Wal-Mart’s announcement yesterday that it is entering the video download market was met by a fair amount of skepticism as well as some gleeful remembrances of how the retail giant left the DVD rental business. We read that “delusionary behavior [is] making a strong comeback,” “There are too many me-too download services out there,” and “None of these companies [already in the market] are going to lie down in the face of competition from Walmart, and they know that Walmart will bail out of markets that they canâ€™t dominate.” Jeez, makes you glad you’re not Wal-Mart, doesn’t it?
Let’s slow down here. Wal-Mart isn’t trying to create a high-flying tech business primed for sale to some sucker like… well, Wal-Mart. It’s simply trying to add a product to its virtual shelves. Yes, a product. Downloadable videos, to Wal-Mart, are a product, not a separate “business.” Does Wal-Mart dominate every product category it’s in upon entry? Does it have to dominate video downloads to be successful? I don’t think so.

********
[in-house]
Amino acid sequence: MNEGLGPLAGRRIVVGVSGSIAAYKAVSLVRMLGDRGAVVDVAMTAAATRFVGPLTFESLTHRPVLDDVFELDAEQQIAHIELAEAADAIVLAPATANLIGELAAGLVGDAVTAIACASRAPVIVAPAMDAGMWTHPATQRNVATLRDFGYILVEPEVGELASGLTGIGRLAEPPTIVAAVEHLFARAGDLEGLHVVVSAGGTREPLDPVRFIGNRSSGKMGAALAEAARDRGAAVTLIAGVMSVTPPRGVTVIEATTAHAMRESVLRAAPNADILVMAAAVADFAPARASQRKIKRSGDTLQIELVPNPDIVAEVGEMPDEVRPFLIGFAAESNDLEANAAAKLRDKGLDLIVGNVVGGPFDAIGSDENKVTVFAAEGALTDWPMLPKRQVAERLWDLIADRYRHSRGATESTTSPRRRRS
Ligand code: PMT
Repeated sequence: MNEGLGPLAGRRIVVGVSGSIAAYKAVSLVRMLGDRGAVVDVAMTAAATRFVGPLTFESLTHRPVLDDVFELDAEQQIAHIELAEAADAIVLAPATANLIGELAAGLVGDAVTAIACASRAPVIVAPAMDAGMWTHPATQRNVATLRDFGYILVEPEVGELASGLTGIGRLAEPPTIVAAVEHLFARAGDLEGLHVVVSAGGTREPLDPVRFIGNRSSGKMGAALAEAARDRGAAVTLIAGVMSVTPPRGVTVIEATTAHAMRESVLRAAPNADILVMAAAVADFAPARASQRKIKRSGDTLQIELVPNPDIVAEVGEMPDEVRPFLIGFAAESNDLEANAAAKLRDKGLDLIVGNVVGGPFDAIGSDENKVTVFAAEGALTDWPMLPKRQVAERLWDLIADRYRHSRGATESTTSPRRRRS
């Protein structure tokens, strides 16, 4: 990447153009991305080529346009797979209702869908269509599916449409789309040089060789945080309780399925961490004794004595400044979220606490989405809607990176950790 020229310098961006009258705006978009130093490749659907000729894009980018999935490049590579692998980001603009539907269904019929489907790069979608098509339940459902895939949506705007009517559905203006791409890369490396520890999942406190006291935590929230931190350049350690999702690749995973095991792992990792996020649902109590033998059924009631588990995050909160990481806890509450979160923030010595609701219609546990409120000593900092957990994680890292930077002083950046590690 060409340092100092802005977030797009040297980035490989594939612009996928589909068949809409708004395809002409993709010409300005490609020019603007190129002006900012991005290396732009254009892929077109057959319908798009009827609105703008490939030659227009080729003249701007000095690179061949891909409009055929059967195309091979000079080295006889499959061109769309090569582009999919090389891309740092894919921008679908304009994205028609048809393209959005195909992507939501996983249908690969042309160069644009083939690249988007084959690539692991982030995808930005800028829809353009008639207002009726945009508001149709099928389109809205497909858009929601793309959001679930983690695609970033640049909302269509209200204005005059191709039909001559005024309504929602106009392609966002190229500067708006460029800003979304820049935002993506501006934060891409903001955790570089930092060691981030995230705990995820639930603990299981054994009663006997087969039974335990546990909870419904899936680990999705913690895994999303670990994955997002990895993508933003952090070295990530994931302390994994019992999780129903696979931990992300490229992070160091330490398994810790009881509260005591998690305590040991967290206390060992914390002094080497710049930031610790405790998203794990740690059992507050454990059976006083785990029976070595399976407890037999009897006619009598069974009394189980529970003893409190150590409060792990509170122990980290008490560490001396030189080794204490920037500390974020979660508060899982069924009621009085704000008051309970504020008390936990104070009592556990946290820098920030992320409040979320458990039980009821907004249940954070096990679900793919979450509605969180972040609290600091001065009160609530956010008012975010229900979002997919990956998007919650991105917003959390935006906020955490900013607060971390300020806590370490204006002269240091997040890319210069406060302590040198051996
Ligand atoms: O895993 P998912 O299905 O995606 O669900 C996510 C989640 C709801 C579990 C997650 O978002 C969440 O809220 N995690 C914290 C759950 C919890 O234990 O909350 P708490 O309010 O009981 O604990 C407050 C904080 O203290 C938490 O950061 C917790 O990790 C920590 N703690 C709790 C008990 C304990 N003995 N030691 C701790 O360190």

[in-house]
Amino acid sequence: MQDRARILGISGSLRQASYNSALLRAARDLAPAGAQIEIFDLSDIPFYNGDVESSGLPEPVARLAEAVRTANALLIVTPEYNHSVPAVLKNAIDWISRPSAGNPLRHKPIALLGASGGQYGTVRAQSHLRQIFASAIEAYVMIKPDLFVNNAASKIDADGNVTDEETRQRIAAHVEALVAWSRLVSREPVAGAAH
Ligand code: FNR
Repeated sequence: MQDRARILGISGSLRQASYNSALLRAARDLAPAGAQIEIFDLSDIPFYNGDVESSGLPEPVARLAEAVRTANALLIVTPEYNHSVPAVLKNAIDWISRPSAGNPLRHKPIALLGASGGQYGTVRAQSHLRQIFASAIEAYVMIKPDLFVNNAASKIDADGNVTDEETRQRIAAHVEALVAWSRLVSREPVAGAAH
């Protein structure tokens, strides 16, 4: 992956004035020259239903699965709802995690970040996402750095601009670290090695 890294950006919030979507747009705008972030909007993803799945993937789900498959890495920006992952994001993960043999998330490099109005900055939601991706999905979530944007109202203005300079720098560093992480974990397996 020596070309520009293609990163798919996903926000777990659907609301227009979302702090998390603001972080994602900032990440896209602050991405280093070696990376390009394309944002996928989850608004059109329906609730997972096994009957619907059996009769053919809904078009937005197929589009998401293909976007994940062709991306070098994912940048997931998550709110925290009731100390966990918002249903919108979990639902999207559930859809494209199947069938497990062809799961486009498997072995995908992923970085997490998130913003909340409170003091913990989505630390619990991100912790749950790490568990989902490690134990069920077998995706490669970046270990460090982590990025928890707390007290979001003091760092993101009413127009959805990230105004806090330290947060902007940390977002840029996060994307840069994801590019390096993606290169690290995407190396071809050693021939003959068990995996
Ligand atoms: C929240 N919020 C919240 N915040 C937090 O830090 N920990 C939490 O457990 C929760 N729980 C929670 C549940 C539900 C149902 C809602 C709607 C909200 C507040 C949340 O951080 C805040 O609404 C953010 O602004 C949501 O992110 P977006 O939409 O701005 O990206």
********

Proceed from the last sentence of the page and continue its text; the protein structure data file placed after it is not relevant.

Let’s look at DVD rentals a minute. Why is there concern about Netflix’s prospects right now? Because downloadable videos have the potential to eat their lunch. What market is Netflix entering? The video download market. And Wal-Mart abandoned the rental business to move into downloadable videos, right? Hmm, but Wal-Mart is the loser here? Sure, selling video downloads is different than selling DVDs in a store, it’s got that scary technology component. On the other hand, apparently they have some tech guys on staff given that they run an e-commerce operation. DRM, studio cooperation, player compatibility – all waiting to ambush Wal-Mart? True, perhaps, but they lay in wait for everyone else too, so we can’t count those issues in the analysis of WM vs. the tech guys.
If you expect Wal-Mart to be running an e-commerce operation in the foreseeable future, you have to expect them to offer video downloads. Videos are part of their product mix and as online sales become larger, they’ll need to have that product online. Wal-Mart can wait for this market to grow while the leaders bleed their way to technology and DRM standards. Wal-Mart doesn’t need to lead, but it can look pretty good as a close follower. While not exactly a glorious moment for Wal-Mart, it was easier to get out of DVD rentals because downloads are the ultimate game. Meanwhile, when the day arrives when consumers can easily transfer videos from an online store to their TV screens, Wal-mart, with years of experience in the download market, will be sitting pretty.
Now, the fact that the site doesn’t work with Firefox is a whole other issue!